Sir Gawain and the Green Knight: Part One

This is a work in progress, being my translation of the classic text. I will be adding first drafts as i work my way through, and even things which are posted on here should not necessarily be considered to be complete.

Here are the first three verses. they have been translated, but still need work on the prose.

 

The first verse, in the original English

siþen þe sege and þe assaut watz sesed at troye

þe borȝ brittened and brent to brondez and askez

þe tulk þat þe trammes of tresoun þer wroȝt

watz tried for his tricherie þe trewest on erþe

hit watz ennias þe athel and his highe kynde

þat siþen depreced prouinces and patrounes bicome

welneȝe of al þe wele in þe west iles

fro riche romulus to rome ricchis hym swyþe

with gret bobbaunce þat burȝe he biges vpon fyrst

and neuenes hit his aune nome as hit now hat

ticius to tuskan and teldes bigynnes

langaberde in lumbardie lyftes vp homes

and fer ouer þe french flod felix brutus

on mony bonkkes ful brode bretayn he settez

wyth wynne

where werre and wreke and wonder

bi syþez hatz wont þerinne

and oft boþe blysse and blunder

ful skete hatz skyfted synne

Sir Gawain and the Green Knight: Part One

Verse One

After the siege and the assault surceased at Troy,

The town broken and burnt to cinders and ashes –

The man that the schemes of treason there wrought

Was tried for his treachery, the truest on earth –

It was Aeneas the noble and his good kindred

Who since then subdued provinces and founders became

Well-nigh of all the wealth in the west world.

For good Romulus to Rome travelled there fast,

With great grandeur that town he began to build

And bestowed on it his name, as it now has;

Ticius to Tuscany and townships began,

Langobardus in Lombardy raised up homes,

And far beyond the French straits Felix Brutus

On many banks full broad Britain he ruled

With joy,

Where war and woe and wonder

At times have dwelt therein,

Often both bliss and blunder

Swiftly have shifted since.

Verse Two

And when this Britain was founded by this good man

Therein were bred those who loved strife

The turn of time wrought troubles there.

More wonders in this land took place then

Than in any other that I know since that same time.

But of all who dwelt here, of Britain’s kings,

It was Arthur the noblest, as I have heard tell.

Therefore an exploit in earth I intend to show,

That a wonder in sight some men to behold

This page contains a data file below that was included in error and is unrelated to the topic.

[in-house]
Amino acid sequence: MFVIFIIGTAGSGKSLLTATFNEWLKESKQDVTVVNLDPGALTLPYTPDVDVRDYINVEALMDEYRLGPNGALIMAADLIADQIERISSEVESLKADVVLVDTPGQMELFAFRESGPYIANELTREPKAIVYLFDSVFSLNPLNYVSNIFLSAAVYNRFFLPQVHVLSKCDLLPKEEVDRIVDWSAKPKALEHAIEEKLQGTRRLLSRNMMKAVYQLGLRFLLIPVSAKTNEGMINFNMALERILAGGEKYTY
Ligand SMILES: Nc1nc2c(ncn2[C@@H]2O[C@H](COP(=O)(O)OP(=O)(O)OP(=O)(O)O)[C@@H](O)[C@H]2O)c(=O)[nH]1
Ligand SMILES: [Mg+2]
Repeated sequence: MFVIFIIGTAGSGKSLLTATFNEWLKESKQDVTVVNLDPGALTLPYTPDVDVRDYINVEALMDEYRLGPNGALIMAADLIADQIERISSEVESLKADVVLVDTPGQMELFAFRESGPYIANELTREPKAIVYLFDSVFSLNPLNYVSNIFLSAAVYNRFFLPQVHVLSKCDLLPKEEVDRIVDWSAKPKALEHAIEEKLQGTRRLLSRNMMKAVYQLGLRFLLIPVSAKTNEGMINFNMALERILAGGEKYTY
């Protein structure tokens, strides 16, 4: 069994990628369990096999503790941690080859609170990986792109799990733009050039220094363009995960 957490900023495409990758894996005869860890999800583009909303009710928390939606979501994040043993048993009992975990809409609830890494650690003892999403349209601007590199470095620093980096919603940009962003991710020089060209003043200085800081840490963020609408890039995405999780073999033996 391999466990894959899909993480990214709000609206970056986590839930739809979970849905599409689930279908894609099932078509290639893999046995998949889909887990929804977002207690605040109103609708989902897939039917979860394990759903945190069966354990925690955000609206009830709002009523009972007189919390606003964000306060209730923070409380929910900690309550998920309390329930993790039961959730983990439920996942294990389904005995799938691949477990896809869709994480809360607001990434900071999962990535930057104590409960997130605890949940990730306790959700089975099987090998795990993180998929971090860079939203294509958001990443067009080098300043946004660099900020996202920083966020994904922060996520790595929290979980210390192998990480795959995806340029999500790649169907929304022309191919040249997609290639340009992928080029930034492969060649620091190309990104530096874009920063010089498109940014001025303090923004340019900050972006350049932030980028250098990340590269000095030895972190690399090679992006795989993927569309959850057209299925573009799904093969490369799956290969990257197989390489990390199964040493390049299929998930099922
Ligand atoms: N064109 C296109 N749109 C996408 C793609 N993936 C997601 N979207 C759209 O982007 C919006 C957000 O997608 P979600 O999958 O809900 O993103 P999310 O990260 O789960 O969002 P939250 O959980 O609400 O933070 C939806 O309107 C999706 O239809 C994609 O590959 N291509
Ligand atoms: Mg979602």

And an awesome adventure of Arthurian wonders.

If you will listen this lay but one little while,

I shall tell it at once, as I heard told,

By tongue,

As it is fixed and set down

In story bold and strong,

With alliteration,

A custom for so long.

Verse Three

This king lay at Camelot upon Christmas

With many lovely lords, knights of the best,

Worthy of the Round Table all those good brethren,

With courteous revels and carefree mirth.

There tourneyed knights by times full many,

Jousted full jollily these gracious knights,

And then rode to the court dances to make.

For there the feast was always full fifteen days,

With all the food and the mirth that men could devise;

Such din and glee glorious to hear,

Fine dining by day, dancing on nights,

All were happy in high in halls and chambers

With lords and ladies, as they thought most delightful.

With all the weal of the world they dwelt together,

The most famous knights within Christ’s domain

And the loveliest ladies that ever have lived,

And he the comeliest king whoever held court

For these all were fair folk in their first age

In hall,

Luckiest under Heaven,

King highest man of all;

It would be greatly hard to find

So hardy a group at all.

Verse Four

 

While New Year was so fresh that it was still new born,

That day double on the dais was the group served.

For the king was coming with knights into the hall,

The chanting in the chapel came to an end,

Loud cries were heard of scholars and others,

Noel sung out anew, called out often;

And afterwards ran forth with New Year’s gifts,

Called years-gifts on high, gave them by hand,

Debated noisily about the gift-games;

Ladies laughed loudly although they had lost,

And he that won was not wroth, that may you well know.

All this mirth they made until the meal time.

When they had washed worthily they went forth to sit,

The best man was above, as was deemed good,

Queen Guinevere gaily arrayed in the midst,

Arrayed on the fine dais, adorned all about,

Silk hangings besides, a canopy over,

Of fine Toulouse and of tapestries enough,

That were embroidered and set with all the best gems

That might be found of worth with pennies to buy

                        This day

            The comeliest to descry

            There glanced with eye grey,

            The fairest that ever he saw

            So might no man say.

 

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